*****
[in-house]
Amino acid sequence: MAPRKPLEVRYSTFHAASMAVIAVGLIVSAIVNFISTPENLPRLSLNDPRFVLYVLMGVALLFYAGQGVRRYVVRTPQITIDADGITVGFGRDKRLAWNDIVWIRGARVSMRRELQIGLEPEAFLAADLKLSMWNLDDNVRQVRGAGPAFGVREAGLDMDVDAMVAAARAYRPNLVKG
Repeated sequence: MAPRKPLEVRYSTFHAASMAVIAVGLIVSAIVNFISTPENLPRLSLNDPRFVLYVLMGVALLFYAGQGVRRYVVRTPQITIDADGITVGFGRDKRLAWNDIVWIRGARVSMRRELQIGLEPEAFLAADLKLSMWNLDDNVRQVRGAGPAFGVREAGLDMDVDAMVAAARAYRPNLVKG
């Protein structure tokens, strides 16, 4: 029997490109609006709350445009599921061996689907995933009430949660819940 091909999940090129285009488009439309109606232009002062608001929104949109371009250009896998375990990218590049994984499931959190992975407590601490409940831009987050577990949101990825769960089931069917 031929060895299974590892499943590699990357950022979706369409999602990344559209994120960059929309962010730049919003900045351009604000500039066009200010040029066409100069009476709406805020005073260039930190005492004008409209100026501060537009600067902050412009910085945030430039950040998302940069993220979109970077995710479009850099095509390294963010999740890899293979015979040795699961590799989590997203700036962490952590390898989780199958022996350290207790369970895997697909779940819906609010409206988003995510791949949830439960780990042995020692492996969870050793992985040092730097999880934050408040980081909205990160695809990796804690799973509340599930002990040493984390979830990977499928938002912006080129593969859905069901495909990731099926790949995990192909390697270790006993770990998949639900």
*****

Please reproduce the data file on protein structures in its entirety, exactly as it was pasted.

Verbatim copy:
[in-house]
Amino acid sequence: MAPRKPLEVRYSTFHAASMAVIAVGLIVSAIVNFISTPENLPRLSLNDPRFVLYVLMGVALLFYAGQGVRRYVVRTPQITIDADGITVGFGRDKRLAWNDIVWIRGARVSMRRELQIGLEPEAFLAADLKLSMWNLDDNVRQVRGAGPAFGVREAGLDMDVDAMVAAARAYRPNLVKG
Repeated sequence: MAPRKPLEVRYSTFHAASMAVIAVGLIVSAIVNFISTPENLPRLSLNDPRFVLYVLMGVALLFYAGQGVRRYVVRTPQITIDADGITVGFGRDKRLAWNDIVWIRGARVSMRRELQIGLEPEAFLAADLKLSMWNLDDNVRQVRGAGPAFGVREAGLDMDVDAMVAAARAYRPNLVKG
């Protein structure tokens, strides 16, 4: 029997490109609006709350445009599921061996689907995933009430949660819940 091909999940090129285009488009439309109606232009002062608001929104949109371009250009896998375990990218590049994984499931959190992975407590601490409940831009987050577990949101990825769960089931069917 031929060895299974590892499943590699990357950022979706369409999602990344559209994120960059929309962010730049919003900045351009604000500039066009200010040029066409100069009476709406805020005073260039930190005492004008409209100026501060537009600067902050412009910085945030430039950040998302940069993220979109970077995710479009850099095509390294963010999740890899293979015979040795699961590799989590997203700036962490952590390898989780199958022996350290207790369970895997697909779940819906609010409206988003995510791949949830439960780990042995020692492996969870050793992985040092730097999880934050408040980081909205990160695809990796804690799973509340599930002990040493984390979830990977499928938002912006080129593969859905069901495909990731099926790949995990192909390697270790006993770990998949639900």